What is Allergy?

Allergy is an excessive and abnormal reaction of the body's immune system to some non-harmful substances (called allergens) in the environment. Although itching, runny nose, sneezing can occur in the skin when the name of allergy is called, there are many different allergic diseases according to the organ affected by the allergy. These include allergic bronchial asthma, allergic nose and eye conjunctivitis (shamannesis, spring fever, medically known as allergic rhinoconjunctivitis), food allergy, drug allergy, allergy (infancy eczema, eczema, atopic dermatitis with its medical name), animal allergy, insect allergy and occupational allergies to the substances in the working environment.

Allergic diseases are chronic diseases that develop with the coexistence of genetic predisposition and environmental factors. Therefore, they are not transmitted from person to person. Allergic diseases are seen more frequently in children of parents with allergic diseases than in children in normal society. For example, while the frequency and risk of allergic disease in a society in general (allergic asthma, hay fever...) is observed at an average of 20%, if one of the parents has an allergic disease, the risk for the child is 45%. It goes up to 70.

What is an allergen?
Substances in the environment that cause allergic reactions in the body are called. All of them cause allergic symptoms according to the organ they affect. Those that are most common in the environment and cause allergic diseases are called "aeroallergens". These are divided into two as indoor and outdoor allergens. The best example of indoor allergens is house dust mites, and the best example of outdoor allergens is pollen.


It is the dust released into the environment during the reproduction periods of grass, trees and flowers. Therefore, allergic complaints related to pollen occur in the spring months, when the flowers of these plants bloom. The type of pollen that is allergic is related to the vegetation in that region. For example, the olive tree, which is common in the Mediterranean region, is a common cause of hay fever in the region. Because pollens have large particles, they are kept in the nose and cause allergic rhinitis (hay fever).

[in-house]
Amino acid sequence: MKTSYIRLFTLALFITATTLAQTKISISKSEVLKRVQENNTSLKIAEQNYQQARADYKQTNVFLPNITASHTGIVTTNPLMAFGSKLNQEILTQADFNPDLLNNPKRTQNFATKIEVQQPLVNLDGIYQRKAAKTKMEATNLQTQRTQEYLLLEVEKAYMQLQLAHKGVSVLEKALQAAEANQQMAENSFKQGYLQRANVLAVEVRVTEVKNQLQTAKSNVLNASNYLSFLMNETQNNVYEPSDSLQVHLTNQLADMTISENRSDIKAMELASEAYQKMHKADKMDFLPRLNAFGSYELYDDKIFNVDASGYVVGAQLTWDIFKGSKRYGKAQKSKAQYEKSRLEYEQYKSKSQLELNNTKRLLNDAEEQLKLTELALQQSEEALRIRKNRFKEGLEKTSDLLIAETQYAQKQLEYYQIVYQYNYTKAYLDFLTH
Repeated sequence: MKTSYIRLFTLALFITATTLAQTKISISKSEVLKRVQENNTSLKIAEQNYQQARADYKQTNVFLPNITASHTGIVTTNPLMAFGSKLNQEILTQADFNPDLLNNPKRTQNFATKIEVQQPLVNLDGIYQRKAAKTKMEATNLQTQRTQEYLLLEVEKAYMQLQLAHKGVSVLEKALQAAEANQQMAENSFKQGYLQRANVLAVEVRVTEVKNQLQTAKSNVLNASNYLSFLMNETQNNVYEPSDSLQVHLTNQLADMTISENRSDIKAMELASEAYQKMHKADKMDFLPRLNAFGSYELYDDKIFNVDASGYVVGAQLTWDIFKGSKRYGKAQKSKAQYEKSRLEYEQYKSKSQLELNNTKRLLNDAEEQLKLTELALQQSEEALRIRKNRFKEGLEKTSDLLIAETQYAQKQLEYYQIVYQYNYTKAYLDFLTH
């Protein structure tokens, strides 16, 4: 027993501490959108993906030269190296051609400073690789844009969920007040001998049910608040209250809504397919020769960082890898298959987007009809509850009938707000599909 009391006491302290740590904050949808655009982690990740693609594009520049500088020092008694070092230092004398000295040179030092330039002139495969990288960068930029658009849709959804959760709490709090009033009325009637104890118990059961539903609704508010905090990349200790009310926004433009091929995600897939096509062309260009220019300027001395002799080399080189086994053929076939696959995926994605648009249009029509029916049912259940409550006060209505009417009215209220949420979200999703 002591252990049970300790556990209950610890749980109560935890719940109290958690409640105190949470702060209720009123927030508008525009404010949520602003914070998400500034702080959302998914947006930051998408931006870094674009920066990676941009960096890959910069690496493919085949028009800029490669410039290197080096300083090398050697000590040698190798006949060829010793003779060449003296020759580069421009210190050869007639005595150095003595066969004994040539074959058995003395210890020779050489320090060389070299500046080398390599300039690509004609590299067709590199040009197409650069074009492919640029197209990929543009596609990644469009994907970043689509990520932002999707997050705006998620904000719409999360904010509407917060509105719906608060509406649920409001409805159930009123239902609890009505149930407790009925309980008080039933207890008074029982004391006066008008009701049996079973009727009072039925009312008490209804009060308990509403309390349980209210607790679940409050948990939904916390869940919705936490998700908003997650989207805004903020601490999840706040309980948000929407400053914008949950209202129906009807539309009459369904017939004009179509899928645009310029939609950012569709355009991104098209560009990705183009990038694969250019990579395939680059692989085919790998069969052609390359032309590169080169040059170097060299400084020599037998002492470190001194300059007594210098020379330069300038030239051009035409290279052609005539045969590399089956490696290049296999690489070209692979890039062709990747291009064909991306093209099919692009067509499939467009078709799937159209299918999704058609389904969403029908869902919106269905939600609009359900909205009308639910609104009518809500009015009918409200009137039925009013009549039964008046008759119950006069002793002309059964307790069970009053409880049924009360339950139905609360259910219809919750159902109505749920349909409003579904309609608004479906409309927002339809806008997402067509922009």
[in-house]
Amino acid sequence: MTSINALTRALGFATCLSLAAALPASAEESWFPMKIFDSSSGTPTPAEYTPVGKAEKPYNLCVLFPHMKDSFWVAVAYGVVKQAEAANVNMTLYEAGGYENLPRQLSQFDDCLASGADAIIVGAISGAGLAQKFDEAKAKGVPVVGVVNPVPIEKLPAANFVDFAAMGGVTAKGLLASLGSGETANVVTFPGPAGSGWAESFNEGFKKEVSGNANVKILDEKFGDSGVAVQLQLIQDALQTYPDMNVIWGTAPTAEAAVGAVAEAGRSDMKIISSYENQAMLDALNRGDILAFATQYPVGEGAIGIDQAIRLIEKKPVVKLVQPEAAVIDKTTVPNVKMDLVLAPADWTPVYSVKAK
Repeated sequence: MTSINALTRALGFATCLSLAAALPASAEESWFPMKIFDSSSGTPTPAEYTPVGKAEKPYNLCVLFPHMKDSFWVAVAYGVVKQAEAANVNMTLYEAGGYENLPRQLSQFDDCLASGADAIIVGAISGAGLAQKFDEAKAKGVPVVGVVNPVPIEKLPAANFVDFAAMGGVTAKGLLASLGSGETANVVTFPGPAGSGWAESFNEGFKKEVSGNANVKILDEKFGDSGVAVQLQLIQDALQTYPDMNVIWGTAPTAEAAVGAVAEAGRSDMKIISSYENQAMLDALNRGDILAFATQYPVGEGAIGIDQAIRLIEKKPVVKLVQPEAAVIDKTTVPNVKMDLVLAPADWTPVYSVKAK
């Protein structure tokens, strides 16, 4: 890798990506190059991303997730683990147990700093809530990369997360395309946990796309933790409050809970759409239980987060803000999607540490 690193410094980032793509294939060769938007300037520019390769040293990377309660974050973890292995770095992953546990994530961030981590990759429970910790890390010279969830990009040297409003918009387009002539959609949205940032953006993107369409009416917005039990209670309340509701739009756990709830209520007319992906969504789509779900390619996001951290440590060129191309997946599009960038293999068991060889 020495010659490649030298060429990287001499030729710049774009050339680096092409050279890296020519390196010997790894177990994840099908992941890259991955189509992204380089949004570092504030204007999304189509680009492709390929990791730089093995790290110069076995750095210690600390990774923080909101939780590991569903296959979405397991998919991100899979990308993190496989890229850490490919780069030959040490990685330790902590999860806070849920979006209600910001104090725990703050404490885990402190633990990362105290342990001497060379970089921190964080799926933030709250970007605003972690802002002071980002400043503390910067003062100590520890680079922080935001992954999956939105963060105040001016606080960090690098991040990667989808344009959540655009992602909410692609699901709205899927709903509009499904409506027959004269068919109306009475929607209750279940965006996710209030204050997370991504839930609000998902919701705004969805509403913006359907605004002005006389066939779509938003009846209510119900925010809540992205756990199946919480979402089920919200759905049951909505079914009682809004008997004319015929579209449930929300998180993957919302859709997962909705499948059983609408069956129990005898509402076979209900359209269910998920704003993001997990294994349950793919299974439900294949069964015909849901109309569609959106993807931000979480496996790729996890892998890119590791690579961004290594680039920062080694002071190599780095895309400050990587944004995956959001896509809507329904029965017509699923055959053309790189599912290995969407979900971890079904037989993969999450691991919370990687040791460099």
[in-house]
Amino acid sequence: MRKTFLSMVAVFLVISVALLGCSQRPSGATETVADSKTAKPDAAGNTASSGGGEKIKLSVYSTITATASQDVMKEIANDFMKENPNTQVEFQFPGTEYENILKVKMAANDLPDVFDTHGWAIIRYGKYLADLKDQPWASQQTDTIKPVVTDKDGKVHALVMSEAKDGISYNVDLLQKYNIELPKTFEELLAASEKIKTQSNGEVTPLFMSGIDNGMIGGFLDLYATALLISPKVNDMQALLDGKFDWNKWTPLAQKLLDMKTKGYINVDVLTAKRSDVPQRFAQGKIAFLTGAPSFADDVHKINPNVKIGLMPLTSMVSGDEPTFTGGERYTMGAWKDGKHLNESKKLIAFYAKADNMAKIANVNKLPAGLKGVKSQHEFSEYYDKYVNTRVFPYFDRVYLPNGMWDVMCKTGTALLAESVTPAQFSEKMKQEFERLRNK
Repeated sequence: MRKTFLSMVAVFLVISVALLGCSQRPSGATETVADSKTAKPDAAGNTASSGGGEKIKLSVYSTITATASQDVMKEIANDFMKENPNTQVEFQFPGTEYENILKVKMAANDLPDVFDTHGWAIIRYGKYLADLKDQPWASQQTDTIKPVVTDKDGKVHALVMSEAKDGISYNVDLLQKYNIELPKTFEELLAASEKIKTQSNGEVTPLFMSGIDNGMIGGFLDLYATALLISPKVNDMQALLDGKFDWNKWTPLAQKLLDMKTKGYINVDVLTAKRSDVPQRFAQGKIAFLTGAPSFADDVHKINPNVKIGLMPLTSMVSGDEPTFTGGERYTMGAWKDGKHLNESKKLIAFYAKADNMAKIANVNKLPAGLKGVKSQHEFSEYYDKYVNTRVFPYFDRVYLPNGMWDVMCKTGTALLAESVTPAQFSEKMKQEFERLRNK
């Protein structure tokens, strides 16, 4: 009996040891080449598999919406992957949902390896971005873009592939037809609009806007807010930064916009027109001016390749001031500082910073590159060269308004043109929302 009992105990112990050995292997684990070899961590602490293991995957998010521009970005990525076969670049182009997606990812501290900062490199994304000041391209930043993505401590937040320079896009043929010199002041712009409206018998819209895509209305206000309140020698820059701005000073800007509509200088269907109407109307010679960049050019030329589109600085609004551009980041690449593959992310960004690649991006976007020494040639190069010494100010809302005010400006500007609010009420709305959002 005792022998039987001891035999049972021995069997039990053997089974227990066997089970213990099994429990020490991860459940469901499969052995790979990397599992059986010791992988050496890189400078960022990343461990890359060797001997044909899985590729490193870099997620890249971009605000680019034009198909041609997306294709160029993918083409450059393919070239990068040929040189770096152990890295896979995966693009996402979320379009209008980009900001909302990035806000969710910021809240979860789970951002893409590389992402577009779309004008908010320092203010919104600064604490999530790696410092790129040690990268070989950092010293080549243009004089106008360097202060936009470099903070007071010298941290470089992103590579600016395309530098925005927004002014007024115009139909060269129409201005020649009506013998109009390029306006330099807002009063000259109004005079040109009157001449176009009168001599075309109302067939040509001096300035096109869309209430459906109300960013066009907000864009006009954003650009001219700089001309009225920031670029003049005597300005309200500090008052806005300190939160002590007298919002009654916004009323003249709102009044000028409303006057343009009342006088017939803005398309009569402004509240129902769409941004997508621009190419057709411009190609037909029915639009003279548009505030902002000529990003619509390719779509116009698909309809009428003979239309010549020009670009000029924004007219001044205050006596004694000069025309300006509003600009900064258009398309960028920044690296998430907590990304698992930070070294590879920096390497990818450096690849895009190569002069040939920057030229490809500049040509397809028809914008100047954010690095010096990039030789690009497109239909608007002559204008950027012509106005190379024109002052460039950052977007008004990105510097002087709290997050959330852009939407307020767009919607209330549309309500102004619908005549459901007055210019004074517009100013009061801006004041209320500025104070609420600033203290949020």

They have the feature of being indoor and outdoor allergen. These are microbes that often live on organic items, food, plants and animals outside the home. They have nothing to do with edible fungi. Mold fungi reproduce in moist, organic food residues. From here, they release fungal spores into the air, which continue to reproduce abundantly. These are smaller cells than pollans. They mix easily with air and are transported. Where they breed, yellow, green etc. they create color. Although they can reproduce and leave spores throughout the year, their reproduction is at the highest level in the spring and summer months when the weather is warm and moderate winds are experienced. They cannot reproduce at low temperatures in winter, and they do not leave spores that cause allergies. Since they have a very small structure, they suffer from both allergic rhinitis and allergic asthma.


The most common is cat and dog allergy. The cat's skin rash, fur, saliva, urine and feces can be allergic. These can lead to allergic rhinitis, eczema and sometimes asthma. Although the symptoms are often in close contact with the cat in the home, it can also be in the external environment. Even if the cat is removed from the house, its allergens can remain in the same environment for 6 months or longer. The dog is also allergic to similar materials. In addition, allergies can be detected in laboratory workers against poultry, birds, sheep and many animals, even animals used in laboratory experiments.